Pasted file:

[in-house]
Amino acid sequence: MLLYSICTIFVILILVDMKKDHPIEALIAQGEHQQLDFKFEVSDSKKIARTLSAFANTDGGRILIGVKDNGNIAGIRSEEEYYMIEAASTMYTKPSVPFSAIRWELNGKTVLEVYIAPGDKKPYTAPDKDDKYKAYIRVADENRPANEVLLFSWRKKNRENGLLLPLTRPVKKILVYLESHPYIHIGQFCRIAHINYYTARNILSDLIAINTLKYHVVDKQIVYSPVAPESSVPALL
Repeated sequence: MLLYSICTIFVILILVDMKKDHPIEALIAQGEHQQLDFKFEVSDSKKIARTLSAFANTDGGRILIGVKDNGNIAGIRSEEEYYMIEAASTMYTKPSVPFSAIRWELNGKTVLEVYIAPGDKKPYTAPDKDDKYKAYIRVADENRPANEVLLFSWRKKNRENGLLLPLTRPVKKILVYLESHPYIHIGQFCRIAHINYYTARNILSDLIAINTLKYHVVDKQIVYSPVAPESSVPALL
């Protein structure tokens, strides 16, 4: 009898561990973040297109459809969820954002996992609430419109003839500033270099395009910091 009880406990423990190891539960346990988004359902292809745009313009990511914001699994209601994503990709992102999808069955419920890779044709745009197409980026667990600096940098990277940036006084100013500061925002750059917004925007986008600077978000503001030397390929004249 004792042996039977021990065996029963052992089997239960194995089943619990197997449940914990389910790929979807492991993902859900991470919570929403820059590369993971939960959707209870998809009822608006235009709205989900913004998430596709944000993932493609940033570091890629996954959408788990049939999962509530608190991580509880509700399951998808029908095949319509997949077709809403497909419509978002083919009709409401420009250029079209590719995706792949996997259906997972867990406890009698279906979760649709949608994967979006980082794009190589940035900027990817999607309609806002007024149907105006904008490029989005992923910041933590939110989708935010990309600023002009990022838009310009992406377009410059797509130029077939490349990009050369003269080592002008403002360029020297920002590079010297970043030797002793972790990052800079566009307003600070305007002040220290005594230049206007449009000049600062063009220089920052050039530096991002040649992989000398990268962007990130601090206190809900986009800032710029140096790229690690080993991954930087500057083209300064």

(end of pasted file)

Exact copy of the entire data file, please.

[in-house]
Amino acid sequence: MLLYSICTIFVILILVDMKKDHPIEALIAQGEHQQLDFKFEVSDSKKIARTLSAFANTDGGRILIGVKDNGNIAGIRSEEEYYMIEAASTMYTKPSVPFSAIRWELNGKTVLEVYIAPGDKKPYTAPDKDDKYKAYIRVADENRPANEVLLFSWRKKNRENGLLLPLTRPVKKILVYLESHPYIHIGQFCRIAHINYYTARNILSDLIAINTLKYHVVDKQIVYSPVAPESSVPALL
Repeated sequence: MLLYSICTIFVILILVDMKKDHPIEALIAQGEHQQLDFKFEVSDSKKIARTLSAFANTDGGRILIGVKDNGNIAGIRSEEEYYMIEAASTMYTKPSVPFSAIRWELNGKTVLEVYIAPGDKKPYTAPDKDDKYKAYIRVADENRPANEVLLFSWRKKNRENGLLLPLTRPVKKILVYLESHPYIHIGQFCRIAHINYYTARNILSDLIAINTLKYHVVDKQIVYSPVAPESSVPALL
């Protein structure tokens, strides 16, 4: 009898561990973040297109459809969820954002996992609430419109003839500033270099395009910091 009880406990423990190891539960346990988004359902292809745009313009990511914001699994209601994503990709992102999808069955419920890779044709745009197409980026667990600096940098990277940036006084100013500061925002750059917004925007986008600077978000503001030397390929004249 004792042996039977021990065996029963052992089997239960194995089943619990197997449940914990389910790929979807492991993902859900991470919570929403820059590369993971939960959707209870998809009822608006235009709205989900913004998430596709944000993932493609940033570091890629996954959408788990049939999962509530608190991580509880509700399951998808029908095949319509997949077709809403497909419509978002083919009709409401420009250029079209590719995706792949996997259906997972867990406890009698279906979760649709949608994967979006980082794009190589940035900027990817999607309609806002007024149907105006904008490029989005992923910041933590939110989708935010990309600023002009990022838009310009992406377009410059797509130029077939490349990009050369003269080592002008403002360029020297920002590079010297970043030797002793972790990052800079566009307003600070305007002040220290005594230049206007449009000049600062063009220089920052050039530096991002040649992989000398990268962007990130601090206190809900986009800032710029140096790229690690080993991954930087500057083209300064």